For background on this trip, please see my comments at Part 1.
Our first stop on the Pacific Coast Highway was at Pismo Beach, where we had dinner at an oceanside restaurant featuring fine seafood and a great view. Then we jumped back on U.S. 101, which would take us most of the way to Half Moon Bay, our destination for the night.
Typical California coastal landscape, shot from the car window while heading north on U.S. 101.
The next morning Ann attended a meeting in Redwood City while I did a solo tour of Half Moon Bay. Had a nice conversation with painter Ellen Joseph at her Colors of the Coast Gallery and Gift Shop. In the afternoon, Ann and I headed south to Monterey, where we spent the night after enjoying another fine meal.
The following morning found us doing our best tourist impersonations in Cannery Row and Carmel; then we continued south with stops at Big Sur, Cambria, the Elephant Seal Rookery, and Morro Rock.
What a great experience – driving down the Pacific Coast Highway for the first time in almost 40 years!
Fantastical flora at our motel in Carmel.
Ready to leave for Monterey and Cannery Row.
John Steinbeck and friends in Cannery Row.
View of Monterey Bay from Cannery Row. The birds are cormorants.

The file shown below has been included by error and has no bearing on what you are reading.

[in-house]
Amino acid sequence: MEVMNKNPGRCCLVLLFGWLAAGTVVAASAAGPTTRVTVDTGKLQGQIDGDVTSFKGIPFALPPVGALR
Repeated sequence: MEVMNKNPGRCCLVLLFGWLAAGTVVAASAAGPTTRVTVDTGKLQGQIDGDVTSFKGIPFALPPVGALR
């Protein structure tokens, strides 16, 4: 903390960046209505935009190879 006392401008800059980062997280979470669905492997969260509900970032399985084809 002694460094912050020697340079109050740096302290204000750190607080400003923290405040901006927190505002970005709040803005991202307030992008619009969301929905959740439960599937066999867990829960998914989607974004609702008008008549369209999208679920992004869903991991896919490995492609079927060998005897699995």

At Elephant Seal Rookery near San Simeon. These young males are in training for the annual mating combat, which takes place between mature males and can be quite bloody. Males can reach a weight of more than 5000 pounds; females are much smaller. You’ll be amazed at how they live and survive. They typically dive to depths of 1000 to 2000 feet, but dives of 5000 feet have been documented! Hard to believe now that these seals were on the brink of extinction. http://www.elephantseal.org/
Elephant Seal Vista Point at San Simeon is a major attraction along the Central California Coast.
Seals shouldn’t get all the attention!
As close as we got to Hearst Castle.
Dramatic views all along the coast!
Like a painting!
Happy and relaxed in my element – the world of natural beauty.
Morro Rock. At 576 feet high, it has been called “The Gibralter of the Pacific.”
It is one of nine extinct volcano peaks that run for 12 miles in an approximately straight line. http://www.morrobay.com/rock.htm
Back in Ventura.
Our last meal out, with Kevin, who took this photo. All good things must end . . . until the next time!